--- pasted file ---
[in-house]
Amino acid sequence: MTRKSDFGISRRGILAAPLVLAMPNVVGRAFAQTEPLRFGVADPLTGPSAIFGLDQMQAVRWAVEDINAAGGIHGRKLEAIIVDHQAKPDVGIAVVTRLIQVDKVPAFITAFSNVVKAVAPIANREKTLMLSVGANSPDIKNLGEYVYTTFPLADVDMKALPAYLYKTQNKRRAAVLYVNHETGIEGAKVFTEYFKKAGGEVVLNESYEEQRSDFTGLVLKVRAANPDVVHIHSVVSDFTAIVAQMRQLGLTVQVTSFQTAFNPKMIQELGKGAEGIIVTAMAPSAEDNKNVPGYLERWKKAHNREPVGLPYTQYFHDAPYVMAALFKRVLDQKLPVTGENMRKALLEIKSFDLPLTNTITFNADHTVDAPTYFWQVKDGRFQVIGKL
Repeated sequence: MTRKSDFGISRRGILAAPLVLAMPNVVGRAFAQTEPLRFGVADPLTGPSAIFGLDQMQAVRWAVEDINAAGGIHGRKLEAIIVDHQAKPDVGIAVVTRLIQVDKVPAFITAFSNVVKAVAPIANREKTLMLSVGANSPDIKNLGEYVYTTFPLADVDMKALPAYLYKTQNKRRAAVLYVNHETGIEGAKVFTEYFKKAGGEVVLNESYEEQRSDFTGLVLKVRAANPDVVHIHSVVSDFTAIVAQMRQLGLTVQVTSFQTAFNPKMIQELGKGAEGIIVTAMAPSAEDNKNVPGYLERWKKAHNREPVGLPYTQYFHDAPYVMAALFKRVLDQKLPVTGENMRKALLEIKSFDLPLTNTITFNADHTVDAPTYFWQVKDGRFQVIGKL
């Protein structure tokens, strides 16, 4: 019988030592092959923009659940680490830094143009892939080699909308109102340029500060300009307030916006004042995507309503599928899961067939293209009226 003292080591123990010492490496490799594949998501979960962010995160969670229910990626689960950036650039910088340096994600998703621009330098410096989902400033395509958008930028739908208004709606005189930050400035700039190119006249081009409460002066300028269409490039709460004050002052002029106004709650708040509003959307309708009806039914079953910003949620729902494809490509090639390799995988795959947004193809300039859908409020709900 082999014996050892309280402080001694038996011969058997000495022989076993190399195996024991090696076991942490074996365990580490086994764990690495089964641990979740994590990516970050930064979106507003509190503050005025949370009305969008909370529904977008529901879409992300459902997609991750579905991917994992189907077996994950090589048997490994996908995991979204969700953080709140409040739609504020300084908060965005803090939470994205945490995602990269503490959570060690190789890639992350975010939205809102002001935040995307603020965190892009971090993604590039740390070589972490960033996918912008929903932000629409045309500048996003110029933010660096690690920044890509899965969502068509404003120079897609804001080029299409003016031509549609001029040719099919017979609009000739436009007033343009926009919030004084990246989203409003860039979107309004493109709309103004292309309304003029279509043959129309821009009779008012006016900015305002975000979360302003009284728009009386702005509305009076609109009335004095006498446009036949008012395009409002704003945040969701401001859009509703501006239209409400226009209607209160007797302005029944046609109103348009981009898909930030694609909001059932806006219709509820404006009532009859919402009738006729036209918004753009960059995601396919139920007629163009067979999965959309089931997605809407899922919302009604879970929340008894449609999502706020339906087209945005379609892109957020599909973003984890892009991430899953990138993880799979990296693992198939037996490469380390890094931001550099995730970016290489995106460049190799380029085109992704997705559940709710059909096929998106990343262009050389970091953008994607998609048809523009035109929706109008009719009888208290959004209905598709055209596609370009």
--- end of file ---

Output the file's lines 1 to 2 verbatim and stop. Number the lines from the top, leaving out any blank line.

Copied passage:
[in-house]
Amino acid sequence: MTRKSDFGISRRGILAAPLVLAMPNVVGRAFAQTEPLRFGVADPLTGPSAIFGLDQMQAVRWAVEDINAAGGIHGRKLEAIIVDHQAKPDVGIAVVTRLIQVDKVPAFITAFSNVVKAVAPIANREKTLMLSVGANSPDIKNLGEYVYTTFPLADVDMKALPAYLYKTQNKRRAAVLYVNHETGIEGAKVFTEYFKKAGGEVVLNESYEEQRSDFTGLVLKVRAANPDVVHIHSVVSDFTAIVAQMRQLGLTVQVTSFQTAFNPKMIQELGKGAEGIIVTAMAPSAEDNKNVPGYLERWKKAHNREPVGLPYTQYFHDAPYVMAALFKRVLDQKLPVTGENMRKALLEIKSFDLPLTNTITFNADHTVDAPTYFWQVKDGRFQVIGKL